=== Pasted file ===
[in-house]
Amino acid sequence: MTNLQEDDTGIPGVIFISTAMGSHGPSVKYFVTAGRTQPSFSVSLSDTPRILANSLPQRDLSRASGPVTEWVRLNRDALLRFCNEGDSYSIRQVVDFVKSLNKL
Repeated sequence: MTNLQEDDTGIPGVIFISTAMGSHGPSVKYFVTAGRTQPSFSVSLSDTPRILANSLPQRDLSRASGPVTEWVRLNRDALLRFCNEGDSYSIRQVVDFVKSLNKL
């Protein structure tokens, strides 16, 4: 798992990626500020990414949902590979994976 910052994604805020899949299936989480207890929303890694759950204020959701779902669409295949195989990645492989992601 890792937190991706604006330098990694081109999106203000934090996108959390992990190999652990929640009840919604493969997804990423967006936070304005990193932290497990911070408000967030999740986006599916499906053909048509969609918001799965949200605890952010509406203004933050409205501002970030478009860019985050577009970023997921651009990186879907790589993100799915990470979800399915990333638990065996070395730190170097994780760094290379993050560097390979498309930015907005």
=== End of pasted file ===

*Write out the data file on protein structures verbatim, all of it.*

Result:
[in-house]
Amino acid sequence: MTNLQEDDTGIPGVIFISTAMGSHGPSVKYFVTAGRTQPSFSVSLSDTPRILANSLPQRDLSRASGPVTEWVRLNRDALLRFCNEGDSYSIRQVVDFVKSLNKL
Repeated sequence: MTNLQEDDTGIPGVIFISTAMGSHGPSVKYFVTAGRTQPSFSVSLSDTPRILANSLPQRDLSRASGPVTEWVRLNRDALLRFCNEGDSYSIRQVVDFVKSLNKL
């Protein structure tokens, strides 16, 4: 798992990626500020990414949902590979994976 910052994604805020899949299936989480207890929303890694759950204020959701779902669409295949195989990645492989992601 890792937190991706604006330098990694081109999106203000934090996108959390992990190999652990929640009840919604493969997804990423967006936070304005990193932290497990911070408000967030999740986006599916499906053909048509969609918001799965949200605890952010509406203004933050409205501002970030478009860019985050577009970023997921651009990186879907790589993100799915990470979800399915990333638990065996070395730190170097994780760094290379993050560097390979498309930015907005």